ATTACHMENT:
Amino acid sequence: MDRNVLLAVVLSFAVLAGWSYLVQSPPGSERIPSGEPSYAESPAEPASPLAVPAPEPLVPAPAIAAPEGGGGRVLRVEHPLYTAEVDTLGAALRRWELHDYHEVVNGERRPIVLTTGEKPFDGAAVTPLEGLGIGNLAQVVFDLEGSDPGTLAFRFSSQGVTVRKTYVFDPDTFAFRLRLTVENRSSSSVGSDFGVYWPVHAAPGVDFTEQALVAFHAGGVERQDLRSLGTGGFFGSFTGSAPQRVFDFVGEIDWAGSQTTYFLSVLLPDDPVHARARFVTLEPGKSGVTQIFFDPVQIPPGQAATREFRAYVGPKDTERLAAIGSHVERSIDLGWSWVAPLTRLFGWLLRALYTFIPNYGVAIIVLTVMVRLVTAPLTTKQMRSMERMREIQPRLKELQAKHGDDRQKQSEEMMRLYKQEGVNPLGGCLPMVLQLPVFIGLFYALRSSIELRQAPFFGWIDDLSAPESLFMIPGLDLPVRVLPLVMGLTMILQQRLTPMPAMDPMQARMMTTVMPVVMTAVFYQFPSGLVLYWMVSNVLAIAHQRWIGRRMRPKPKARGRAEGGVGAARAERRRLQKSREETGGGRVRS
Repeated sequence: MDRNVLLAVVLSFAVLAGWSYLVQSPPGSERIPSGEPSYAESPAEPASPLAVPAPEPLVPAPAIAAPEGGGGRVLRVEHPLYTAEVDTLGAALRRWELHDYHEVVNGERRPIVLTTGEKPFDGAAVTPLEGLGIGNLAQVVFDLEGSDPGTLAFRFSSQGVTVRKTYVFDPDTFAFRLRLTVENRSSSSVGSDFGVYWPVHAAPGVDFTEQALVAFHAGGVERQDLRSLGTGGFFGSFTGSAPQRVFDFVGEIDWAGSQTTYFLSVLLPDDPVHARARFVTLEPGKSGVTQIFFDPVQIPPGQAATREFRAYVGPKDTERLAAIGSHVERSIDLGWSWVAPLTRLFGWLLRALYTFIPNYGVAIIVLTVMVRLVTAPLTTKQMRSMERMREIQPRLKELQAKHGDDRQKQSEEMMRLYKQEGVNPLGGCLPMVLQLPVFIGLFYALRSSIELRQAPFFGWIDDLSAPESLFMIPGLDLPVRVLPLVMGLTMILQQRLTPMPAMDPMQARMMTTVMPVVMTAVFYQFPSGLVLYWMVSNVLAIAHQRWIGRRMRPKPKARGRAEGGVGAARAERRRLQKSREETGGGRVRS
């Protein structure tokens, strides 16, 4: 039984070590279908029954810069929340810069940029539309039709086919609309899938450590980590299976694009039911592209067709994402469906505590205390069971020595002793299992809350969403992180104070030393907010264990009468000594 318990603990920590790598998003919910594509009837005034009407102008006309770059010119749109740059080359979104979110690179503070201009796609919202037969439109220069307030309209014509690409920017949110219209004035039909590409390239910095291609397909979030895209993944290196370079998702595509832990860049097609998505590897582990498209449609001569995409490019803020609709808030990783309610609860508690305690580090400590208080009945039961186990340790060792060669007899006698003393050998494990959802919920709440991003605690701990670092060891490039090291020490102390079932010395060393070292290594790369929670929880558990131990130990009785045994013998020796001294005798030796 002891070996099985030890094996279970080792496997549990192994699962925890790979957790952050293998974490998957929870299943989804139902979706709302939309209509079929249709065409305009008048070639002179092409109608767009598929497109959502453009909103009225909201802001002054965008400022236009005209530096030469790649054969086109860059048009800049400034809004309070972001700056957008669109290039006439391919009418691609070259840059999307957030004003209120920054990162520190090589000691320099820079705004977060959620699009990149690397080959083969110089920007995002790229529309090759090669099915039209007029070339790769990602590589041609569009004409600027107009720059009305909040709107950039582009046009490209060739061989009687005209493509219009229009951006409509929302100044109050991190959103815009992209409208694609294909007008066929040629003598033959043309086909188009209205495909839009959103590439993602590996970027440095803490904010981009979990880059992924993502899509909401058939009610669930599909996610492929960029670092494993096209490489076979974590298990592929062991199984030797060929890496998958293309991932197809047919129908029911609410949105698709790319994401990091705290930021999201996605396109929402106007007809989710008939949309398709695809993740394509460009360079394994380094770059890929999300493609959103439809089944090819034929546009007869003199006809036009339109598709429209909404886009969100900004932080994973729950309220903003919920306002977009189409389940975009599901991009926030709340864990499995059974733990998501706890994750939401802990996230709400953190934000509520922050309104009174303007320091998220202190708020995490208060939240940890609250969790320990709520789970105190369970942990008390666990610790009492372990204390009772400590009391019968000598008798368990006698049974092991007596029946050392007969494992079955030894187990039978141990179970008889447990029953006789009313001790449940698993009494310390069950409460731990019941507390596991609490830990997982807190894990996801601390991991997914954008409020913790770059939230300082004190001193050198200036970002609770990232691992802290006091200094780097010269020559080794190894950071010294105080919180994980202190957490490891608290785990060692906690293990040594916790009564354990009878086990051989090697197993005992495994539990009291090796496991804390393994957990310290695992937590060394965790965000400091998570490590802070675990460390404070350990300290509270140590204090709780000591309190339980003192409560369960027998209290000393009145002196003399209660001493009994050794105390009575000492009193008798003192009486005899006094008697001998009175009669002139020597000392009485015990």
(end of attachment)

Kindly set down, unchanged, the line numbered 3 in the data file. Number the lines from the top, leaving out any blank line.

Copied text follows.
């Protein structure tokens, strides 16, 4: 039984070590279908029954810069929340810069940029539309039709086919609309899938450590980590299976694009039911592209067709994402469906505590205390069971020595002793299992809350969403992180104070030393907010264990009468000594 318990603990920590790598998003919910594509009837005034009407102008006309770059010119749109740059080359979104979110690179503070201009796609919202037969439109220069307030309209014509690409920017949110219209004035039909590409390239910095291609397909979030895209993944290196370079998702595509832990860049097609998505590897582990498209449609001569995409490019803020609709808030990783309610609860508690305690580090400590208080009945039961186990340790060792060669007899006698003393050998494990959802919920709440991003605690701990670092060891490039090291020490102390079932010395060393070292290594790369929670929880558990131990130990009785045994013998020796001294005798030796 002891070996099985030890094996279970080792496997549990192994699962925890790979957790952050293998974490998957929870299943989804139902979706709302939309209509079929249709065409305009008048070639002179092409109608767009598929497109959502453009909103009225909201802001002054965008400022236009005209530096030469790649054969086109860059048009800049400034809004309070972001700056957008669109290039006439391919009418691609070259840059999307957030004003209120920054990162520190090589000691320099820079705004977060959620699009990149690397080959083969110089920007995002790229529309090759090669099915039209007029070339790769990602590589041609569009004409600027107009720059009305909040709107950039582009046009490209060739061989009687005209493509219009229009951006409509929302100044109050991190959103815009992209409208694609294909007008066929040629003598033959043309086909188009209205495909839009959103590439993602590996970027440095803490904010981009979990880059992924993502899509909401058939009610669930599909996610492929960029670092494993096209490489076979974590298990592929062991199984030797060929890496998958293309991932197809047919129908029911609410949105698709790319994401990091705290930021999201996605396109929402106007007809989710008939949309398709695809993740394509460009360079394994380094770059890929999300493609959103439809089944090819034929546009007869003199006809036009339109598709429209909404886009969100900004932080994973729950309220903003919920306002977009189409389940975009599901991009926030709340864990499995059974733990998501706890994750939401802990996230709400953190934000509520922050309104009174303007320091998220202190708020995490208060939240940890609250969790320990709520789970105190369970942990008390666990610790009492372990204390009772400590009391019968000598008798368990006698049974092991007596029946050392007969494992079955030894187990039978141990179970008889447990029953006789009313001790449940698993009494310390069950409460731990019941507390596991609490830990997982807190894990996801601390991991997914954008409020913790770059939230300082004190001193050198200036970002609770990232691992802290006091200094780097010269020559080794190894950071010294105080919180994980202190957490490891608290785990060692906690293990040594916790009564354990009878086990051989090697197993005992495994539990009291090796496991804390393994957990310290695992937590060394965790965000400091998570490590802070675990460390404070350990300290509270140590204090709780000591309190339980003192409560369960027998209290000393009145002196003399209660001493009994050794105390009575000492009193008798003192009486005899006094008697001998009175009669002139020597000392009485015990």